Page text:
As it happened, the guns were removed too late to prevent a double-murder suicide described as “senseless, chilling, and absolutely horrific” by Premier Roger Cook on Sunday.

Besides guns, Bombara’s other passion appears to have been real estate.

Following in the footsteps of his father, Alfredo, he was a qualified valuer and property developer with a raft of projects in and around Bridgetown, Pemberton and Boyup Brook.

By 2010, he had been involved in 38 developments carried out by the family. That includes being listed as the project manager for the sprawling Highland estate in Bridgetown. His speciality was purchasing broad-acre land, getting in rezoned and flogging off the resultant lots.

Various court judgements involving Bombara’s extensive property interests provide further insight into his personality.

One of those cases involved suing his own brother, Hugo, following a dust-up over the sale of Bombara family land in Bertram.

In a tersely worded email to his sibling — who had refused to sign a listing authority for the property — Bombara pressured Hugo to get out of the way of the transaction.

Assignment Freelance Picture Mark Bombara fatally shot Jennifer Petelczyc and her daughter Gretl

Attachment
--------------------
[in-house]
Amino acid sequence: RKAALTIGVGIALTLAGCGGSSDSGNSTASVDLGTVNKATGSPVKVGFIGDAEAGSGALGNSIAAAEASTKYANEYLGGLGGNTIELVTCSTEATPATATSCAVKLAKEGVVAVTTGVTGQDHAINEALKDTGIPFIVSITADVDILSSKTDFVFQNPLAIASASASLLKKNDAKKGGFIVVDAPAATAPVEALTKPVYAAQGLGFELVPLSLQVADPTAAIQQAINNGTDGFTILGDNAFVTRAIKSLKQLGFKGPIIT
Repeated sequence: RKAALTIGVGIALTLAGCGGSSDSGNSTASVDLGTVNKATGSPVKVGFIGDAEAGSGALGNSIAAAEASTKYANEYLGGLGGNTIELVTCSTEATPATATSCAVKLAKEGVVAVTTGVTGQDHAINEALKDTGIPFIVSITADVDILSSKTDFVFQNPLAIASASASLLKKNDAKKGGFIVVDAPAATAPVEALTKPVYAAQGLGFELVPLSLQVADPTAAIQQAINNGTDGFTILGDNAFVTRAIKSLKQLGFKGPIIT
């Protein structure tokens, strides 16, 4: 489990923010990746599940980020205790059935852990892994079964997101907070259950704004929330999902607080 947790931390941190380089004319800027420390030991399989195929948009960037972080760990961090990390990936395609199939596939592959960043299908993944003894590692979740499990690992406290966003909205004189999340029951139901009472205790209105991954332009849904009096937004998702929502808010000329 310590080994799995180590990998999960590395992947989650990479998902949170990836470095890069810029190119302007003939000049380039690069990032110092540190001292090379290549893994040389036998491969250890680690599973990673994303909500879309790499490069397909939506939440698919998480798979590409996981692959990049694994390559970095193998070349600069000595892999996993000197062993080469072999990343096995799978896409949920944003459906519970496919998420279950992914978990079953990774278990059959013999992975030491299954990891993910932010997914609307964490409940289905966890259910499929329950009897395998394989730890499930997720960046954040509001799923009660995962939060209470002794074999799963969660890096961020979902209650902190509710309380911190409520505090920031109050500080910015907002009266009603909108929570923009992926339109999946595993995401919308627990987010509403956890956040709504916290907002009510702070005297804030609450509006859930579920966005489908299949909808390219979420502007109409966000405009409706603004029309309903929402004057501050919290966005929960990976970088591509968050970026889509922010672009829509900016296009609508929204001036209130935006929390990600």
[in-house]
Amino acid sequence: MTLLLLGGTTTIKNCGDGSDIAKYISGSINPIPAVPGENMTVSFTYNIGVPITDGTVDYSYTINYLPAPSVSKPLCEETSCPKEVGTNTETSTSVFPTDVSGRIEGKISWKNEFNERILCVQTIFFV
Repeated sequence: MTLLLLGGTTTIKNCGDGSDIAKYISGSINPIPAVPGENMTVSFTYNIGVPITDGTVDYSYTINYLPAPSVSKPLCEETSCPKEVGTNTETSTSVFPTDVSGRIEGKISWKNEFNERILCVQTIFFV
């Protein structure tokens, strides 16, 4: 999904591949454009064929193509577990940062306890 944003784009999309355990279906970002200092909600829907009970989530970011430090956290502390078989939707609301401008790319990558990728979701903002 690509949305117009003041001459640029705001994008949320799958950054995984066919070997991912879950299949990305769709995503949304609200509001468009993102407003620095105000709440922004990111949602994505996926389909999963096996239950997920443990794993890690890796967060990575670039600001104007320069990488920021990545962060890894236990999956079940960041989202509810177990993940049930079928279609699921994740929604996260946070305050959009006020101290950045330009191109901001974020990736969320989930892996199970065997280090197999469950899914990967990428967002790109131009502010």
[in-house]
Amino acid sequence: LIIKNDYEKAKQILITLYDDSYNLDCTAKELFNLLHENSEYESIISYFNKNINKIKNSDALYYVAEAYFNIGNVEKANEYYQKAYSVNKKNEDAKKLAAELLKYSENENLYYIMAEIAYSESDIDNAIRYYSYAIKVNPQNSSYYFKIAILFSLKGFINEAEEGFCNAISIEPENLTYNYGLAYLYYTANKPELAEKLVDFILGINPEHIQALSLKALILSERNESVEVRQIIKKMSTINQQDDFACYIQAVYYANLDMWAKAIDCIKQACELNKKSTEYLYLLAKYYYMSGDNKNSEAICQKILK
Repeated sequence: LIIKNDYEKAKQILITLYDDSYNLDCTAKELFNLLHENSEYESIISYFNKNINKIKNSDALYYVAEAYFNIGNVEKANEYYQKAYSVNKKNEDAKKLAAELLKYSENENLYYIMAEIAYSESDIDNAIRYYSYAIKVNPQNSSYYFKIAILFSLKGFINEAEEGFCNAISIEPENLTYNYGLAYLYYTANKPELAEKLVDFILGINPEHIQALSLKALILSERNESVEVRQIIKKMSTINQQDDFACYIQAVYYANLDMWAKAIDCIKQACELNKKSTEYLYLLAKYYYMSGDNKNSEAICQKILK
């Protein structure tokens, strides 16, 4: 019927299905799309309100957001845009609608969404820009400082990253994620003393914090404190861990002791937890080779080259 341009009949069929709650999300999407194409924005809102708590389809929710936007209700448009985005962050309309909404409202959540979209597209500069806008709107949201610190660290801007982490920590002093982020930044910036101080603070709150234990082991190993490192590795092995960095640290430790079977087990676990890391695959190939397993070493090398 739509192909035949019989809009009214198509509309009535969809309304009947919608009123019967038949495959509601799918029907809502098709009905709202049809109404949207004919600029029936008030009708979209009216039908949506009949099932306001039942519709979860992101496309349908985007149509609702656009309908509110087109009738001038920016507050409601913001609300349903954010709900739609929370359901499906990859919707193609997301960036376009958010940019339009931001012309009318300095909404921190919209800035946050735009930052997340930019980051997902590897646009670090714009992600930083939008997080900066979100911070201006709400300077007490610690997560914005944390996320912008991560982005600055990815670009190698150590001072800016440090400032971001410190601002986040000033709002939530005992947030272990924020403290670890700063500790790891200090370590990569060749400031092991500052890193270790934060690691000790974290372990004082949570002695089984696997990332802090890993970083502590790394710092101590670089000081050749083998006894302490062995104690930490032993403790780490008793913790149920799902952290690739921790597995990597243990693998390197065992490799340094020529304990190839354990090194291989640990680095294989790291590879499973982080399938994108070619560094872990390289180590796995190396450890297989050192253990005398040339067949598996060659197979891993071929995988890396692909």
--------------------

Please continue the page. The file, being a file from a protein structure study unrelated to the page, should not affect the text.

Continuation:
in Perth. Picture: Supplied via Nine News
Mark Bombara, who murdered the pair while looking for his ex-wife, then turned the gun on himself. Credit: News Corp Australia

“I have done everything possible to accommodate your interests and requirements in the business of holding and developing the property,” Bombara wrote.

“The latest episode demonstrates you are unable to make what could well be the most important decision in relation to this property and to the benefit of all the owners. . . on this basis I require that you be removed from the decision-making process.

“You can either do it voluntarily by informing me immediately or I will be pursuing action in a court of the appropriate jurisdiction.”